Getting the Job Done Right

By Kirk Landers, Editor Emeritus


Some people just know how to sell.

In mid-December, Ohio governor John R. Kasich and the leaders of Ohio’s Department of Transportation and Turnpike Authority announced that the state would raise $3 billion for roads without leasing the Ohio Turnpike to a private vendor and without laying off Turnpike employees.

Hailed as the Ohio Jobs and Transportation Plan, the new initiative called for raising $1.5 billion through bonds issued by the Turnpike Commission and backed by future toll revenues, then raising another $1.5 billion or so via matching local and federal funds. The $3 billion (or so) would be used to rebuild the Turnpike and fund construction projects on other major highways.

As news releases go, it was more interesting than most because Governor Kasich, ODOT Director Jerry Wray and Ohio Turnpike Director Rick Hodges called it a “first of its kind” plan, and it stood in stark contrast to major announcements in recent years involving states like Indiana and Illinois leasing state-constructed infrastructure to private firms to raise cash.

It was interesting, but it wasn’t the kind of thing you would write a column about except maybe in a very slow news month. It’s what came next that put it to the top of my list.

In the hours following the first release came a steady stream of short announcements expressing enthusiasm for the plan. Six mayors endorsed the plan, including the mayor of Cleveland. The Ohio Operating Engineers Local 18 thanked Kasich for the plan. So did the Ohio Contractors Association. So did the Ohio Trucking Association and the American Trucking Associations, and the County Engineers Association, and a long list of state representatives and senators and county commissioners and a number of business groups, including the Dayton Chamber of Commerce and the president of the Greater Cleveland Partnership.

The message was simple and dramatic: Kasich and his highway managers had taken partisan politics out of the process by including a full spectrum of stakeholders in the process, and by somehow finding enough common ground to announce a high stakes financial proposition with a tidal wave of bipartisan support.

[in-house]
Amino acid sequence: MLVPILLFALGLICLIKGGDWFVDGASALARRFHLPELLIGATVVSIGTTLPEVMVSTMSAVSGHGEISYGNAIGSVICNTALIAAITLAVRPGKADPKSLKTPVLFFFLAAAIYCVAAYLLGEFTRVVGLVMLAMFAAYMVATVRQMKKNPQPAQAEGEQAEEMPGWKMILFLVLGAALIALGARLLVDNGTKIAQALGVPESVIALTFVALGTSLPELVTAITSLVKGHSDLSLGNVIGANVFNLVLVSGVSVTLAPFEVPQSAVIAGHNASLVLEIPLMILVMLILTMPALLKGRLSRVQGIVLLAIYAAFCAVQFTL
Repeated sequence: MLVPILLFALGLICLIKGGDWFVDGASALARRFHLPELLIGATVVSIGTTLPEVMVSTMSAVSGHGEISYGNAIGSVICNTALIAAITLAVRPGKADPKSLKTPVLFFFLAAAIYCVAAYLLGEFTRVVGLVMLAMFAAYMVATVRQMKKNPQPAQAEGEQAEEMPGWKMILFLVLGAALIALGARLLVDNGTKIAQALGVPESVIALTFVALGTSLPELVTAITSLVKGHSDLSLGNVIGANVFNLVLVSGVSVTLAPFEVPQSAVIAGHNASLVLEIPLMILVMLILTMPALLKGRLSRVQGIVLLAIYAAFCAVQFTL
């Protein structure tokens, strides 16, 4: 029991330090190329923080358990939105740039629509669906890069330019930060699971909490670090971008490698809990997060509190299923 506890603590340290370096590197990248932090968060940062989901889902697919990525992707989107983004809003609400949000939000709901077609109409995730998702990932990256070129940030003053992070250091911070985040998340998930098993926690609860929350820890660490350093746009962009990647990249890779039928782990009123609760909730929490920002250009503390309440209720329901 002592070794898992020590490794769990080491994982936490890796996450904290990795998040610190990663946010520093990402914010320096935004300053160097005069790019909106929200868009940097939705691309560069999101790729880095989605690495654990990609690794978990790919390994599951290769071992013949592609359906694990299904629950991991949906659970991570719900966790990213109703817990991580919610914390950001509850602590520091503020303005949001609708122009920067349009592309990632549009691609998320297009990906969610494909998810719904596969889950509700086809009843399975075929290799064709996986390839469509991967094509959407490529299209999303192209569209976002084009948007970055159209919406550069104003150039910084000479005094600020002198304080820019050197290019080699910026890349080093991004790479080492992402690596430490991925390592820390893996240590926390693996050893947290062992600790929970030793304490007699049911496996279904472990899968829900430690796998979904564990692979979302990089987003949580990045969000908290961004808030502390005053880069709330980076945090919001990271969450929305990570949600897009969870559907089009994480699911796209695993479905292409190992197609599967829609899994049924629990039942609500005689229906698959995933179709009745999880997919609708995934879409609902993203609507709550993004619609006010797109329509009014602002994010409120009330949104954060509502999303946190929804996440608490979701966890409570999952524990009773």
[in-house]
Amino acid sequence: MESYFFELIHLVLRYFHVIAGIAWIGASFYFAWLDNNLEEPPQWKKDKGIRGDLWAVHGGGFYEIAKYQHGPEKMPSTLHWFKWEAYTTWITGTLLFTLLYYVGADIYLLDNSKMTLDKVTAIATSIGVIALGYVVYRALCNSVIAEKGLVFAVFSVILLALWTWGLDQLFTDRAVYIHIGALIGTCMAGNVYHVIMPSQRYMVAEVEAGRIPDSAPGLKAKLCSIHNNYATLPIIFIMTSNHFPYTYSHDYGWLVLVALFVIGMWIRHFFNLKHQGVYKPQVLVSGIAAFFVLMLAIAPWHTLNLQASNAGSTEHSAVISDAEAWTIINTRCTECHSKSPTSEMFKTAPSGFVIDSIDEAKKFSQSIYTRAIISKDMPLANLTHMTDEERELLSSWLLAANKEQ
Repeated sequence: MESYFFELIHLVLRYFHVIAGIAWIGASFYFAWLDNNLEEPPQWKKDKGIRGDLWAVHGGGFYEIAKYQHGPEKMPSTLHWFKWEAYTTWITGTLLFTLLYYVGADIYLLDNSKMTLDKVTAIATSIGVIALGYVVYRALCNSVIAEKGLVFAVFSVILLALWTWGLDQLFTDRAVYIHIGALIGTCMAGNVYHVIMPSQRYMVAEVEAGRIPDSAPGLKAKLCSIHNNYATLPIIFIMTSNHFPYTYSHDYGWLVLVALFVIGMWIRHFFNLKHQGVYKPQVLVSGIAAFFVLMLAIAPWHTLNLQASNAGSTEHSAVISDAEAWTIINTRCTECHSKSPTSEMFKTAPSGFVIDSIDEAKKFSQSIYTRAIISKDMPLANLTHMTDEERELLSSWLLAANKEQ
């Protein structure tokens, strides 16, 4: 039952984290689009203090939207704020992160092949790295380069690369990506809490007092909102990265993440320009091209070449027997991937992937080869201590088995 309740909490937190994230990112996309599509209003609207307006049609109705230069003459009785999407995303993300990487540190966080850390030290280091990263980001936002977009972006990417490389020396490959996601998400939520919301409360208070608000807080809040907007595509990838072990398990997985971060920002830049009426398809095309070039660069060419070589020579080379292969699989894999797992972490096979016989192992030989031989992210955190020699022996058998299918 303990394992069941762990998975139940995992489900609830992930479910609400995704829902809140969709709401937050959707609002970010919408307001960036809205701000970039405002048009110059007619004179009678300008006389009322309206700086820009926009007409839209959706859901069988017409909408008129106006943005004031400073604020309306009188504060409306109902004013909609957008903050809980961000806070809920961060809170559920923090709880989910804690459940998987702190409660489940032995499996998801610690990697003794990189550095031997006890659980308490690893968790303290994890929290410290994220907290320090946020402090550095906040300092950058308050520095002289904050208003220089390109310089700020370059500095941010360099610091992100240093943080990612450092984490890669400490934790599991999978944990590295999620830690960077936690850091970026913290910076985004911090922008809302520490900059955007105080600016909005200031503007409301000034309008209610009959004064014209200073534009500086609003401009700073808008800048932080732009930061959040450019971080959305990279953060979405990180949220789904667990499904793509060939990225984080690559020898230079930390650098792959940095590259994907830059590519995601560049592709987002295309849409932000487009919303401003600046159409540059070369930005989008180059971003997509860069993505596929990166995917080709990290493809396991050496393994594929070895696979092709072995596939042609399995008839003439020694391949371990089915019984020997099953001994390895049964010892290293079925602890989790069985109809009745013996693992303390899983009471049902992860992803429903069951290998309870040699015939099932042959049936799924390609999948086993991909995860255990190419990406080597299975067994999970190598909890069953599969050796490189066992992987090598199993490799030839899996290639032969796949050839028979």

Kasich, if you didn’t know, is a Republican. The old fashioned upper Midwest kind — fiscally conservative, socially aware, politically pragmatic, and willing to do what’s right even when it isn’t politically expedient. You don’t have to bother checking the political affiliations of all the endorsers to know there were plenty of Democrats and Republicans who supported this plan.

They should. It will stimulate construction and jobs on a great, if not grand, scale in northern Ohio, and it will invest in critical infrastructure at a time when competitive pressure on contractors promises to keep bids low. It also locks in favorable toll rates for years to come. And it focuses the bond revenues on roads.

The final brilliant stroke of this initiative was announcing it with two dozen or more endorsements by civic and business leaders throughout the state representing a full continuum of political affiliations. It was a strong message to the press and to other politicians that this is a plan with support that runs long and deep in the state of Ohio.

Well done, Governor Kasich. Well done, Ohio!